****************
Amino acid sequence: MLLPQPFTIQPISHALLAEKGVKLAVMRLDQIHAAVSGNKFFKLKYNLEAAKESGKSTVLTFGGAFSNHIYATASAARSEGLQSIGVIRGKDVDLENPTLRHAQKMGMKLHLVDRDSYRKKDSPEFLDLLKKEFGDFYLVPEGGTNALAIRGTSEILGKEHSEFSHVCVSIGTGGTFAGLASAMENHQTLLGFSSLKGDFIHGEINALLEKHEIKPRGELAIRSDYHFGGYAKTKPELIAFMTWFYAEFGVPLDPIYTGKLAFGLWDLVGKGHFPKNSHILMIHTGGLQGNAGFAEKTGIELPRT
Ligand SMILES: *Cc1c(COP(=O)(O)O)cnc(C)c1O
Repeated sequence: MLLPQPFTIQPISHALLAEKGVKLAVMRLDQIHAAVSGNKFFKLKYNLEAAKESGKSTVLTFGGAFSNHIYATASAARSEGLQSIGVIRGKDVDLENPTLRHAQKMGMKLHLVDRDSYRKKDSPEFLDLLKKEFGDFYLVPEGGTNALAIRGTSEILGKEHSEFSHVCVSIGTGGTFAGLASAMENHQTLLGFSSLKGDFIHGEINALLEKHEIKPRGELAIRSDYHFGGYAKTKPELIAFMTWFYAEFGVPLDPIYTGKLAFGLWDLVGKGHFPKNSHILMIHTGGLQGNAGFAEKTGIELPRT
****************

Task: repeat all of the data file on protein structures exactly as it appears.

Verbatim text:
Amino acid sequence: MLLPQPFTIQPISHALLAEKGVKLAVMRLDQIHAAVSGNKFFKLKYNLEAAKESGKSTVLTFGGAFSNHIYATASAARSEGLQSIGVIRGKDVDLENPTLRHAQKMGMKLHLVDRDSYRKKDSPEFLDLLKKEFGDFYLVPEGGTNALAIRGTSEILGKEHSEFSHVCVSIGTGGTFAGLASAMENHQTLLGFSSLKGDFIHGEINALLEKHEIKPRGELAIRSDYHFGGYAKTKPELIAFMTWFYAEFGVPLDPIYTGKLAFGLWDLVGKGHFPKNSHILMIHTGGLQGNAGFAEKTGIELPRT
Ligand SMILES: *Cc1c(COP(=O)(O)O)cnc(C)c1O
Repeated sequence: MLLPQPFTIQPISHALLAEKGVKLAVMRLDQIHAAVSGNKFFKLKYNLEAAKESGKSTVLTFGGAFSNHIYATASAARSEGLQSIGVIRGKDVDLENPTLRHAQKMGMKLHLVDRDSYRKKDSPEFLDLLKKEFGDFYLVPEGGTNALAIRGTSEILGKEHSEFSHVCVSIGTGGTFAGLASAMENHQTLLGFSSLKGDFIHGEINALLEKHEIKPRGELAIRSDYHFGGYAKTKPELIAFMTWFYAEFGVPLDPIYTGKLAFGLWDLVGKGHFPKNSHILMIHTGGLQGNAGFAEKTGIELPRT